Rhyacotriton olympicus 

Scope: Global
Language: English

Translate page into:

Taxonomy [top]

Kingdom Phylum Class Order Family
Animalia Chordata Amphibia Caudata Rhyacotritonidae

Scientific Name: Rhyacotriton olympicus (Gaige, 1917)
Common Name(s):
English Olympic Torrent Salamander
Ranodon olympicus Gaige, 1917
Taxonomic Notes: Rhyacotriton variegatus, R. kezeri and R. cascadae formerly were included in this species.

Assessment Information [top]

Red List Category & Criteria: Vulnerable B1ab(iii) ver 3.1
Year Published: 2004
Date Assessed: 2004-04-30
Needs updating
Assessor(s): Geoffrey Hammerson
Reviewer(s): Global Amphibian Assessment Coordinating Team (Simon Stuart, Janice Chanson, Neil Cox and Bruce Young)
Listed as Vulnerable because its Extent of Occurrence is less than 20,000 km2, its distribution is severely fragmented, and there is continuing decline in the extent and quality of its forest habitat in Washington State.

Geographic Range [top]

Range Description:This species can be found in the Olympic Peninsula in Clallam, Grays Harbor, Jefferson, and Mason counties, Washington, United States (Good and Wake 1992).
Countries occurrence:
United States
Additional data:
Range Map:Click here to open the map viewer and explore range.

Population [top]

Population:Recent surveys of Olympic National Park (Bury and Adams 2000) showed the species to be widespread, occurring in 41% of 168 streams and 47% of 235 seeps surveyed. They were more abundant in streams with northerly aspects and steep gradients.
Current Population Trend:Decreasing
Additional data:
Population severely fragmented:No

Habitat and Ecology [top]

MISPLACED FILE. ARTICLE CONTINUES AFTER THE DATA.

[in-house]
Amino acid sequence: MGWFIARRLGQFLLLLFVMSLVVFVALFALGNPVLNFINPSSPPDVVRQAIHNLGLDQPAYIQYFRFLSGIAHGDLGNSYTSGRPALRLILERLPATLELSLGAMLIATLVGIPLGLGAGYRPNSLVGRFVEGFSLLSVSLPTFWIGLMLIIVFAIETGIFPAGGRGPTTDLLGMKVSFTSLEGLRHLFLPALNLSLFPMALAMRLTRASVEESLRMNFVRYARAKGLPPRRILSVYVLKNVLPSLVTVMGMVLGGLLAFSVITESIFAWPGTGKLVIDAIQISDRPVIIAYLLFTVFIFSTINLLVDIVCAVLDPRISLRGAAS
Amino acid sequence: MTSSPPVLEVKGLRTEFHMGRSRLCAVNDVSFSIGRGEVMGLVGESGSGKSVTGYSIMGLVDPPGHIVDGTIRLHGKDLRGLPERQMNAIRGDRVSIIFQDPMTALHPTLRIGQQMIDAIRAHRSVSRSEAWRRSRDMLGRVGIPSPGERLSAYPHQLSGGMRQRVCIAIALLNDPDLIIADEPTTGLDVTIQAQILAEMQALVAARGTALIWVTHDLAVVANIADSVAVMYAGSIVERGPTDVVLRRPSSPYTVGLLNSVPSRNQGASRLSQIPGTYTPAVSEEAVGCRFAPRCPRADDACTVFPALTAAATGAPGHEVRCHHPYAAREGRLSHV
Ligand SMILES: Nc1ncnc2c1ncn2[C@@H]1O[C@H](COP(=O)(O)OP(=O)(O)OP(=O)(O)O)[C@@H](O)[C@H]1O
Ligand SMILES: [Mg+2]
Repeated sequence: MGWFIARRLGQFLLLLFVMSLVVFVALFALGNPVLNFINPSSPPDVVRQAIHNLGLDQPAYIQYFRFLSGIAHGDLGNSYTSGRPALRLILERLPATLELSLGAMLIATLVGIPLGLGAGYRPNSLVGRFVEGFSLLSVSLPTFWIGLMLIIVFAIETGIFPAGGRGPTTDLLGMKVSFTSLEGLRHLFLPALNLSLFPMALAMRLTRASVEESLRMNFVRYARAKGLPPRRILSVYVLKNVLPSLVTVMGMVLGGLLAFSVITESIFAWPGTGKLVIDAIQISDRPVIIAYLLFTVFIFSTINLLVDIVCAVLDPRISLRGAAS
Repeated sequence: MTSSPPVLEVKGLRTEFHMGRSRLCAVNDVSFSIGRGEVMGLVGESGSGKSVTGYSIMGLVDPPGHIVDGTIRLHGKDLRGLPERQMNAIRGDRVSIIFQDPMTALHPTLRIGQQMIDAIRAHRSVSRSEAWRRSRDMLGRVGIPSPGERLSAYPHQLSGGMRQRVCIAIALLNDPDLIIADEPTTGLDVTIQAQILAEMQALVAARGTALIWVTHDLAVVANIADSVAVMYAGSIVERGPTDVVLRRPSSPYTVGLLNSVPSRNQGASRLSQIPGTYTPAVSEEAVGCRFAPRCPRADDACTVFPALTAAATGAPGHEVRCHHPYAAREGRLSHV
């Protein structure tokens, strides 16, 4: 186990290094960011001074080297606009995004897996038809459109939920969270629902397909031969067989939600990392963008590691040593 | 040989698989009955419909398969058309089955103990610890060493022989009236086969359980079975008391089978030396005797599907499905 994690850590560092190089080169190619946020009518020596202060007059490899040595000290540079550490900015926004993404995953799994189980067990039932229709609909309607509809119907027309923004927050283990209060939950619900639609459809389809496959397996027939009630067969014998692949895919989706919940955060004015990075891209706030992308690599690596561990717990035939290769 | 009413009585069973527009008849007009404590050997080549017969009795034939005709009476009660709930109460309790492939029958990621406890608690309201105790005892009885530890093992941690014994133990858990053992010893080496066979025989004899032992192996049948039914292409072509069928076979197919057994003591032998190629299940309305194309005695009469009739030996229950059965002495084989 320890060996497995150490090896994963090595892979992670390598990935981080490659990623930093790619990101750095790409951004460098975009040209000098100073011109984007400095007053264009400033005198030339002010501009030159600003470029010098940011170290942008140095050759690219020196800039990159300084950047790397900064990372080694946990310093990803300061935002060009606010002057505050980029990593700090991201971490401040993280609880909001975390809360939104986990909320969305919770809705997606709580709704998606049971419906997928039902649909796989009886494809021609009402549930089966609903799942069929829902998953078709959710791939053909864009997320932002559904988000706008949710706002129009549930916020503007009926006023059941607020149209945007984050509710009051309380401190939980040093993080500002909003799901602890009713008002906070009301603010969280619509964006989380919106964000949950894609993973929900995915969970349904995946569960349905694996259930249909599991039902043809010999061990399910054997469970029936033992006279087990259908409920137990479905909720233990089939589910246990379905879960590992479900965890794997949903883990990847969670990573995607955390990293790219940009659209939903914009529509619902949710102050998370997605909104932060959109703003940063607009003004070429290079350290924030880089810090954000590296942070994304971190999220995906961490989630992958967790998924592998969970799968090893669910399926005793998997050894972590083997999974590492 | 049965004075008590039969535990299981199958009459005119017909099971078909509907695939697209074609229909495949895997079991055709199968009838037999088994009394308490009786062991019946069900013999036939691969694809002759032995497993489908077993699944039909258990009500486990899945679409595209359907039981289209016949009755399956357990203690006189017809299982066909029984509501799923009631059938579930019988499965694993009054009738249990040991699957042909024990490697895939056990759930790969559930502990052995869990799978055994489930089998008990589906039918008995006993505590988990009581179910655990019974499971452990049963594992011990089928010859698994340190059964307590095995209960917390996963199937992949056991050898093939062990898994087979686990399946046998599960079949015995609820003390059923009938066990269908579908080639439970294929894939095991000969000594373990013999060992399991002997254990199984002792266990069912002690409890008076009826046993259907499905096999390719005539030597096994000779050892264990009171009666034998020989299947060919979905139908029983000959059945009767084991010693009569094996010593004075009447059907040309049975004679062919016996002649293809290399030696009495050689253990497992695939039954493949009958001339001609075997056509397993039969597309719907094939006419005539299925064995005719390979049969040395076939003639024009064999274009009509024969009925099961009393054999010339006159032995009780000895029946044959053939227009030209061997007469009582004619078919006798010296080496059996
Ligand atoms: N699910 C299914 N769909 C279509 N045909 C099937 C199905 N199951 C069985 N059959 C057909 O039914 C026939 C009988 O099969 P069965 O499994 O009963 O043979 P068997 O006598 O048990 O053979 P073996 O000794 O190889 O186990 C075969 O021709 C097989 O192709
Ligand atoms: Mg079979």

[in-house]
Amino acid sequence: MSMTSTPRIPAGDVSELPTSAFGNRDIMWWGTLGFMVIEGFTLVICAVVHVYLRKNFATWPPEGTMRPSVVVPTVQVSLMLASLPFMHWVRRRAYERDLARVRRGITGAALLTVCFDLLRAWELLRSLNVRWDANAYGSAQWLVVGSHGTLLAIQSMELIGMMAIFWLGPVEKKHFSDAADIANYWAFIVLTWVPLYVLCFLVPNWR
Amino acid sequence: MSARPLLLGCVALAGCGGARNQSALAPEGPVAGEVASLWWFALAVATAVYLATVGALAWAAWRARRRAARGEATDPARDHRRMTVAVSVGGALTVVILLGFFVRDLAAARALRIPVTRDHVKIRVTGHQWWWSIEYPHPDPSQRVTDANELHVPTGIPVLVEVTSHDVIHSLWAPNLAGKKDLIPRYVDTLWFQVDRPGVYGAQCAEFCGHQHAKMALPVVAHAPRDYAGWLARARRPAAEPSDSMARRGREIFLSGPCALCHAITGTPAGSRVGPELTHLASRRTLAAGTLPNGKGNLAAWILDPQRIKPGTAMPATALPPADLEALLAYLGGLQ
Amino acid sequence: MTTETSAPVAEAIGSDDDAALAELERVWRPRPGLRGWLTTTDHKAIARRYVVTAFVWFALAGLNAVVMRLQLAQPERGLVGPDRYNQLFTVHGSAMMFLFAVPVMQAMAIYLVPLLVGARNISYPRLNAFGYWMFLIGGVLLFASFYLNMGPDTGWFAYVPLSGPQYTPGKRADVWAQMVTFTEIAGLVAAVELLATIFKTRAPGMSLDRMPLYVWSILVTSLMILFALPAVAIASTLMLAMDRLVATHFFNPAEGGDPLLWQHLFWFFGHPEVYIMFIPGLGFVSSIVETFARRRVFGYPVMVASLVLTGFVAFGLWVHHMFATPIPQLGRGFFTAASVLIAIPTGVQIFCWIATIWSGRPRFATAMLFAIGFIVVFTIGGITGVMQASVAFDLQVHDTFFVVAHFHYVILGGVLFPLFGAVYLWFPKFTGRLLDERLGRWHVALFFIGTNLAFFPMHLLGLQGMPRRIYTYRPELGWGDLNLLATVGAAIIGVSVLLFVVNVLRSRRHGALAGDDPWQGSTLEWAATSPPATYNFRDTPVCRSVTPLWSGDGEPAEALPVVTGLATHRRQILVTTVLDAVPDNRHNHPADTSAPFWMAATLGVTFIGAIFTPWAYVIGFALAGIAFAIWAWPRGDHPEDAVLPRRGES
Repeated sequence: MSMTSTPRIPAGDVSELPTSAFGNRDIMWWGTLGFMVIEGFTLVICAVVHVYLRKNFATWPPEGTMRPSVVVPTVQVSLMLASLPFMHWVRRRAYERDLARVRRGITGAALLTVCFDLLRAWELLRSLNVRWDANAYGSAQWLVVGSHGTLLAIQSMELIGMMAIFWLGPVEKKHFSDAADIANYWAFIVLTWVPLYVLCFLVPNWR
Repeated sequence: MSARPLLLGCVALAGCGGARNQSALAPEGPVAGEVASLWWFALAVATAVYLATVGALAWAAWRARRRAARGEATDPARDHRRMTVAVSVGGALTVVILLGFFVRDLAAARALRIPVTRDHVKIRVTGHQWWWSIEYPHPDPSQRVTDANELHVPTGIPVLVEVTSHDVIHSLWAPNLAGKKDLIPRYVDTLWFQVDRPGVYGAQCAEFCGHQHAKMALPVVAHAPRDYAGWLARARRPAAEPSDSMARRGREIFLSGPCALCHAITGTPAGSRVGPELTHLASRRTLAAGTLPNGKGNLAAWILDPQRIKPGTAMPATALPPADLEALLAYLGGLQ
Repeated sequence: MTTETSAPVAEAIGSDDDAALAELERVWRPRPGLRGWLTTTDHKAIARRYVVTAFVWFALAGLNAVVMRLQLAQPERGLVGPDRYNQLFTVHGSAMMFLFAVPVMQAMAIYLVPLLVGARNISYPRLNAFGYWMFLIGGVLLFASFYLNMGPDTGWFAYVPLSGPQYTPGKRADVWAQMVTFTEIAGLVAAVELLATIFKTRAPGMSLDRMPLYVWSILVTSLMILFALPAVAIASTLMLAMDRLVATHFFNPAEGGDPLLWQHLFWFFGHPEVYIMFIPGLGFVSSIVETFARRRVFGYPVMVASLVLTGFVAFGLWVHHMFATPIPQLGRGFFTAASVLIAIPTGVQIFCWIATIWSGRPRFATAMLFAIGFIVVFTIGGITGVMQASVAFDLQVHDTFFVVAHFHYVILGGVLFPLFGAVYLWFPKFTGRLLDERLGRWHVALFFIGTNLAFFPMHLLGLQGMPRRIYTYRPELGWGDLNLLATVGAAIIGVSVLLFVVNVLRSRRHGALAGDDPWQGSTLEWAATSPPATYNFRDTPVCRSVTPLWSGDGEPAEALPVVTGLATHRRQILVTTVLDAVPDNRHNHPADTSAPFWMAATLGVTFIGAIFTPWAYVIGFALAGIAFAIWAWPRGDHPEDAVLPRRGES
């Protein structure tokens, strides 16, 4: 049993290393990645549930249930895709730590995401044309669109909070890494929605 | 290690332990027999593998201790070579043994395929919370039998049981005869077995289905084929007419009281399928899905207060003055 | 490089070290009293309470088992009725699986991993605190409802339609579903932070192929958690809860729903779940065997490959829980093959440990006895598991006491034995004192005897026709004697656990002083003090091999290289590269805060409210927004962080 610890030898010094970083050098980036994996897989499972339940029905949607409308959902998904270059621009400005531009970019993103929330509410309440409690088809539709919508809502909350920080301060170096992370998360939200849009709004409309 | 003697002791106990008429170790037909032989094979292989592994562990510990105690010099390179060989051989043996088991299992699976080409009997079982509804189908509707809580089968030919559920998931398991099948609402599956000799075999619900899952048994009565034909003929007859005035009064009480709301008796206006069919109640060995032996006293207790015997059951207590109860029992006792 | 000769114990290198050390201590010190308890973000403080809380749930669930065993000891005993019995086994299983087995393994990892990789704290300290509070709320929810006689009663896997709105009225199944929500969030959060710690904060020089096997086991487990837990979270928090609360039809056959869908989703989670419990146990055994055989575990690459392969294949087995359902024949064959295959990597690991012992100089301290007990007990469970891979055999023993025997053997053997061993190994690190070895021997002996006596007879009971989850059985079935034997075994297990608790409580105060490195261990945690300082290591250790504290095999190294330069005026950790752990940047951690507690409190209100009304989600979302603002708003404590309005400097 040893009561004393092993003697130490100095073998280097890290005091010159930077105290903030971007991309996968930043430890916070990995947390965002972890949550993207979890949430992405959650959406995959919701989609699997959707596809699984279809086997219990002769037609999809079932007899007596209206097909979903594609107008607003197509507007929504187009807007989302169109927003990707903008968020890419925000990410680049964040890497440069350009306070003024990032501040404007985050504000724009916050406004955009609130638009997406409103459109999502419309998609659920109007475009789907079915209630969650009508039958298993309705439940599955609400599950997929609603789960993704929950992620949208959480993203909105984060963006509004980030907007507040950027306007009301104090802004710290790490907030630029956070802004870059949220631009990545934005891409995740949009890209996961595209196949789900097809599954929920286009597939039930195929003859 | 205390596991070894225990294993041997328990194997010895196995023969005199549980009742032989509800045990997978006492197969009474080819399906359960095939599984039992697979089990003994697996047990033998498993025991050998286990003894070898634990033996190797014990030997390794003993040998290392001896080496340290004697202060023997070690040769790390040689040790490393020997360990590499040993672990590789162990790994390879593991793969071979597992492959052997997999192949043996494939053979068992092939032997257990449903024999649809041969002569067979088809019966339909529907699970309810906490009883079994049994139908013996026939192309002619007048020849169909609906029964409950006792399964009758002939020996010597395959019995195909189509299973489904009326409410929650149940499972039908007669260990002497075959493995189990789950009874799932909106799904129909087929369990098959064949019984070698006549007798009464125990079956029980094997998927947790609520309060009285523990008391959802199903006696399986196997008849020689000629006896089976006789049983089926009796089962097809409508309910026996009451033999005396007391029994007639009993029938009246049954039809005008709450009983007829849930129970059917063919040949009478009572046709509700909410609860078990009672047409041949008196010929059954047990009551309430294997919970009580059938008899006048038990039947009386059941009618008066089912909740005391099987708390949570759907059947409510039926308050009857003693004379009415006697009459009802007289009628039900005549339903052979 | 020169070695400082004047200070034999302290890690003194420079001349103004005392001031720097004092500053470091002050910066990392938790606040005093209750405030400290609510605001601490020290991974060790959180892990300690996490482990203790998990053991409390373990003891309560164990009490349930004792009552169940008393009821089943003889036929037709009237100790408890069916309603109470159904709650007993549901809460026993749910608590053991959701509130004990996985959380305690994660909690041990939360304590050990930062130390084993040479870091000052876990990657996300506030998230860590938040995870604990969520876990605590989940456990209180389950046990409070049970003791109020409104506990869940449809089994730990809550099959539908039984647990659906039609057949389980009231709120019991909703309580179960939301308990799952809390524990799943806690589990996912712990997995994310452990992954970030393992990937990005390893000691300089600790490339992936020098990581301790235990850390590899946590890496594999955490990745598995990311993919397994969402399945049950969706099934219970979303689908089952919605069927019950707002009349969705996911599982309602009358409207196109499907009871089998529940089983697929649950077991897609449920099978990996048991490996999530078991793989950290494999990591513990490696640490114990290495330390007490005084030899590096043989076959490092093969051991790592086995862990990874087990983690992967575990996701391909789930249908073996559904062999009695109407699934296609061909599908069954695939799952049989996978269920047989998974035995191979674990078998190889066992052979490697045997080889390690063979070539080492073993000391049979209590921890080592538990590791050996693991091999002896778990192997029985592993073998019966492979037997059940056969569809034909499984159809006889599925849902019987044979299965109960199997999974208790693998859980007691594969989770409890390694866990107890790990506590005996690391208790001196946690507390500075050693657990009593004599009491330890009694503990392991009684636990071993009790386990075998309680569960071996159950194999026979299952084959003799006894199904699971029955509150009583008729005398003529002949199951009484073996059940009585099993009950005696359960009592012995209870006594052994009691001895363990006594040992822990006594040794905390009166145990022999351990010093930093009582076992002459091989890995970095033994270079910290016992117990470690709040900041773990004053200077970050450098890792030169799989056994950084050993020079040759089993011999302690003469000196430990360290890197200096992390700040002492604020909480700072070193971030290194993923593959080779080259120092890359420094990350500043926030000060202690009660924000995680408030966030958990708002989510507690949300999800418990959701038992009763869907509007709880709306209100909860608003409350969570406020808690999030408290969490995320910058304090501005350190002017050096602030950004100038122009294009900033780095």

Habitat and Ecology:It can be found in coastal coniferous forests in small, cold mountain streams and spring seepages. Larvae often occur under stones in shaded streams. Adults also inhabit these streams or streamsides in saturated moss-covered talus, or under rocks in splash zone. Primarily in older forest sites, required microclimatic and microhabitat conditions generally exist only in older forests (Welsh 1990). Two Rhyacotriton were found in deep, narrow rock crevices; eggs were lying in cold, slow-moving water (Nussbaum, Brodie and Storm 1983).
Systems:Terrestrial; Freshwater

Threats [top]

Major Threat(s): It is sensitive to increased temperature and sedimentation. Timber harvest negatively affects Rhyacotriton salamanders more than any other sympatric amphibians (Bury and Corn 1988b; Corn and Bury 1989); however, lower-gradient, higher-order streams, which might intrinsically provide poor habitat for this species are more often disturbed by timber harvest. Hence, the effects of timber harvest per se on torrent salamanders has probably been confounded with natural variation in habitat quality (Hayes and Jones 2005). Some populations are isolated by intervening areas of unsuitable habitat.

Conservation Actions [top]

Conservation Actions: They are protected in Olympic National Park. Conservation needs include retention of old-growth buffers around headwater streams (Petranka 1998). Population trends data are needed.

Citation: Geoffrey Hammerson. 2004. Rhyacotriton olympicus. The IUCN Red List of Threatened Species 2004: e.T59437A11941548. . Downloaded on 24 September 2018.
Disclaimer: To make use of this information, please check the <Terms of Use>.
Feedback: If you see any errors or have any questions or suggestions on what is shown on this page, please provide us with feedback so that we can correct or extend the information provided